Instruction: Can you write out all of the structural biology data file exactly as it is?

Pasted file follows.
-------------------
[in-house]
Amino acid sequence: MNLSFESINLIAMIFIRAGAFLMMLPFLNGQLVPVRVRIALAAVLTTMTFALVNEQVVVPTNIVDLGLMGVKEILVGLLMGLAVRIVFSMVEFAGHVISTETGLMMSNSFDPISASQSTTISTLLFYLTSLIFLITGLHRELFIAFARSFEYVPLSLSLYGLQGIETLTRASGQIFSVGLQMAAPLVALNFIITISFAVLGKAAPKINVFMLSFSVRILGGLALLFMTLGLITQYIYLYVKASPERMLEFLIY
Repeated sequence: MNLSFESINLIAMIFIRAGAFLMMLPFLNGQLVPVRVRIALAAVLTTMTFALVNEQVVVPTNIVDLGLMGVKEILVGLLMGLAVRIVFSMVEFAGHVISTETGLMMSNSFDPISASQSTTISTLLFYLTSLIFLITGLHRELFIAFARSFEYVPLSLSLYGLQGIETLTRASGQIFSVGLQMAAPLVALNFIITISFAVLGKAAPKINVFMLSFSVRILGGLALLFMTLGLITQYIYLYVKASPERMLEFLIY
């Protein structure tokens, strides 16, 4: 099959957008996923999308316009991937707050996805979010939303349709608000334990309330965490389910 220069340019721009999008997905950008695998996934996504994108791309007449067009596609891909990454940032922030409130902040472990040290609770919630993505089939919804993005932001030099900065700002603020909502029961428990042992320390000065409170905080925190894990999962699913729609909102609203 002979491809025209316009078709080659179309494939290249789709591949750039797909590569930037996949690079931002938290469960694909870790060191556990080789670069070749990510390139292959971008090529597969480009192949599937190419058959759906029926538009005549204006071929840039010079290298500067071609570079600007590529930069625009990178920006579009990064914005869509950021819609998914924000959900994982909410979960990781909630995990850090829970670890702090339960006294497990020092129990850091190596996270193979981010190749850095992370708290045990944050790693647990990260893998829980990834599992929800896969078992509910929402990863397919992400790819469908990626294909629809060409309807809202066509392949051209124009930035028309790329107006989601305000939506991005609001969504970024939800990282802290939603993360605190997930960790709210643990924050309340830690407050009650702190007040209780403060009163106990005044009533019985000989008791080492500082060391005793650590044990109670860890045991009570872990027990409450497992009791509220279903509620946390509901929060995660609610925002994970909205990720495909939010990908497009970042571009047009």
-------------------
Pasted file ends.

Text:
[in-house]
Amino acid sequence: MNLSFESINLIAMIFIRAGAFLMMLPFLNGQLVPVRVRIALAAVLTTMTFALVNEQVVVPTNIVDLGLMGVKEILVGLLMGLAVRIVFSMVEFAGHVISTETGLMMSNSFDPISASQSTTISTLLFYLTSLIFLITGLHRELFIAFARSFEYVPLSLSLYGLQGIETLTRASGQIFSVGLQMAAPLVALNFIITISFAVLGKAAPKINVFMLSFSVRILGGLALLFMTLGLITQYIYLYVKASPERMLEFLIY
Repeated sequence: MNLSFESINLIAMIFIRAGAFLMMLPFLNGQLVPVRVRIALAAVLTTMTFALVNEQVVVPTNIVDLGLMGVKEILVGLLMGLAVRIVFSMVEFAGHVISTETGLMMSNSFDPISASQSTTISTLLFYLTSLIFLITGLHRELFIAFARSFEYVPLSLSLYGLQGIETLTRASGQIFSVGLQMAAPLVALNFIITISFAVLGKAAPKINVFMLSFSVRILGGLALLFMTLGLITQYIYLYVKASPERMLEFLIY
């Protein structure tokens, strides 16, 4: 099959957008996923999308316009991937707050996805979010939303349709608000334990309330965490389910 220069340019721009999008997905950008695998996934996504994108791309007449067009596609891909990454940032922030409130902040472990040290609770919630993505089939919804993005932001030099900065700002603020909502029961428990042992320390000065409170905080925190894990999962699913729609909102609203 002979491809025209316009078709080659179309494939290249789709591949750039797909590569930037996949690079931002938290469960694909870790060191556990080789670069070749990510390139292959971008090529597969480009192949599937190419058959759906029926538009005549204006071929840039010079290298500067071609570079600007590529930069625009990178920006579009990064914005869509950021819609998914924000959900994982909410979960990781909630995990850090829970670890702090339960006294497990020092129990850091190596996270193979981010190749850095992370708290045990944050790693647990990260893998829980990834599992929800896969078992509910929402990863397919992400790819469908990626294909629809060409309807809202066509392949051209124009930035028309790329107006989601305000939506991005609001969504970024939800990282802290939603993360605190997930960790709210643990924050309340830690407050009650702190007040209780403060009163106990005044009533019985000989008791080492500082060391005793650590044990109670860890045991009570872990027990409450497992009791509220279903509620946390509901929060995660609610925002994970909205990720495909939010990908497009970042571009047009």